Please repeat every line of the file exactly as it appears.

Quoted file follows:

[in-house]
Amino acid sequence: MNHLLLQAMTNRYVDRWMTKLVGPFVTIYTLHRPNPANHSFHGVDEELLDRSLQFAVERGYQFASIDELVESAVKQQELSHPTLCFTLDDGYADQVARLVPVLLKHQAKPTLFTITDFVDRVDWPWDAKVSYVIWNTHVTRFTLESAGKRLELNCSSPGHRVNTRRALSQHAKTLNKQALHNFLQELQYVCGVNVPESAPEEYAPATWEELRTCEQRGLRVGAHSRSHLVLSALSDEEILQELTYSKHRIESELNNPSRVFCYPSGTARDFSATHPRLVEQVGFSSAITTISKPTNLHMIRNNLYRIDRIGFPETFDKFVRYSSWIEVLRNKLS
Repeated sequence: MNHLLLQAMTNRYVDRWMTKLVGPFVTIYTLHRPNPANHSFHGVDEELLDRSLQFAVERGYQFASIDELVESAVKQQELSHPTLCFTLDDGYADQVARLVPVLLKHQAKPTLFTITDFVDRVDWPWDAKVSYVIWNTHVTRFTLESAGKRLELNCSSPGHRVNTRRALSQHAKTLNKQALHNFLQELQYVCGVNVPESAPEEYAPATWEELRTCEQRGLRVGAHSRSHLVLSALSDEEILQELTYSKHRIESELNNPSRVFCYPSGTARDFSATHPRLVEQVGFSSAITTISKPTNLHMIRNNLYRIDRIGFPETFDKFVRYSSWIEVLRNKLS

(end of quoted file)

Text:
[in-house]
Amino acid sequence: MNHLLLQAMTNRYVDRWMTKLVGPFVTIYTLHRPNPANHSFHGVDEELLDRSLQFAVERGYQFASIDELVESAVKQQELSHPTLCFTLDDGYADQVARLVPVLLKHQAKPTLFTITDFVDRVDWPWDAKVSYVIWNTHVTRFTLESAGKRLELNCSSPGHRVNTRRALSQHAKTLNKQALHNFLQELQYVCGVNVPESAPEEYAPATWEELRTCEQRGLRVGAHSRSHLVLSALSDEEILQELTYSKHRIESELNNPSRVFCYPSGTARDFSATHPRLVEQVGFSSAITTISKPTNLHMIRNNLYRIDRIGFPETFDKFVRYSSWIEVLRNKLS
Repeated sequence: MNHLLLQAMTNRYVDRWMTKLVGPFVTIYTLHRPNPANHSFHGVDEELLDRSLQFAVERGYQFASIDELVESAVKQQELSHPTLCFTLDDGYADQVARLVPVLLKHQAKPTLFTITDFVDRVDWPWDAKVSYVIWNTHVTRFTLESAGKRLELNCSSPGHRVNTRRALSQHAKTLNKQALHNFLQELQYVCGVNVPESAPEEYAPATWEELRTCEQRGLRVGAHSRSHLVLSALSDEEILQELTYSKHRIESELNNPSRVFCYPSGTARDFSATHPRLVEQVGFSSAITTISKPTNLHMIRNNLYRIDRIGFPETFDKFVRYSSWIEVLRNKLS